#64: Beside Itself

(Rain Concerto: A Tree in Two Moments)

Here’s a pleasant, compact sentence from Andre Pieyre de Mandiagues’ novel, The Girl Beneath the Lion (Grove Press 1968): “ ‘The weather’s going to change,’ Juliette remarked” (p.93).  It’s a lovely, lean sentence.  Clean as a needle.  Still, in the matter of the personal prognostication Juliette’s utterance displays, and looking at the profound idea that the status quo shifts forever *the earth groans beneath your feet() and yet can be calmly, dispassionately understood in this changing, de Mandiagues’ simple sentence supports an invigorating payload of rumination.  

This photo from Lee Ka-sing's "Rain Concerto" series shows one tree viewed twice through a buffer of rain.  Here too "the weather's going to change," is already changed and changing. It's the same tree again but cataclysmically altered by millions of drops of rain (and by the artist's breathing as he holds his camera). Even if you took a thousand photographs of this rainy tree during in a one minute period, you'd never gaze upon an image of the same tree twice.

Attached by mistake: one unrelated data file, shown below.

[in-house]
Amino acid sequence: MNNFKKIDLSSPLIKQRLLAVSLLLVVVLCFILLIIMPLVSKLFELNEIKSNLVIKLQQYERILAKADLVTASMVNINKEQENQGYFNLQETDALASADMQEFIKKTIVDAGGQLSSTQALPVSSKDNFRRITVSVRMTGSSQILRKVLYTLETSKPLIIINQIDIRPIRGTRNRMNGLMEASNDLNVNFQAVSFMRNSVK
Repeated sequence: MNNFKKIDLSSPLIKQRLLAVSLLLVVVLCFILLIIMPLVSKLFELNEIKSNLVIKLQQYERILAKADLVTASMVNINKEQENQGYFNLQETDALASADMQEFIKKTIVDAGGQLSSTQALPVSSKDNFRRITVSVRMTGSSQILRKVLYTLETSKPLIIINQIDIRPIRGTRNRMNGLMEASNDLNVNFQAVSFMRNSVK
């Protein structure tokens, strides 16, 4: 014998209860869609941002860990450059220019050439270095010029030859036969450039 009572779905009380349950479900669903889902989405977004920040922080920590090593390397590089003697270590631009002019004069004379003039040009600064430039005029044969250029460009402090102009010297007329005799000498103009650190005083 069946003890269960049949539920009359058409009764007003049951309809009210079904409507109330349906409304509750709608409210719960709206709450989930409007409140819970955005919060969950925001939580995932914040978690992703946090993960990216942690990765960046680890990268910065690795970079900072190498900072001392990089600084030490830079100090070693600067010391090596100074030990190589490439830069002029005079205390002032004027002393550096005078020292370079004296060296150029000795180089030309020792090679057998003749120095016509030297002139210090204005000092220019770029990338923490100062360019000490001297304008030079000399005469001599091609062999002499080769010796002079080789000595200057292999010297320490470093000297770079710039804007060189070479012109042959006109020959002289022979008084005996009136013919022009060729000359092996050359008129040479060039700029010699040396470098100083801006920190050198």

In his poem, "Some Trees,"John Ashbery writes of trees, "That they're merely being there means something/ that soon we may touch, love, explain....: (Some Trees, Ecco Press, 1978, p.51). Is that what trees mean?.  For me, they mean chaos.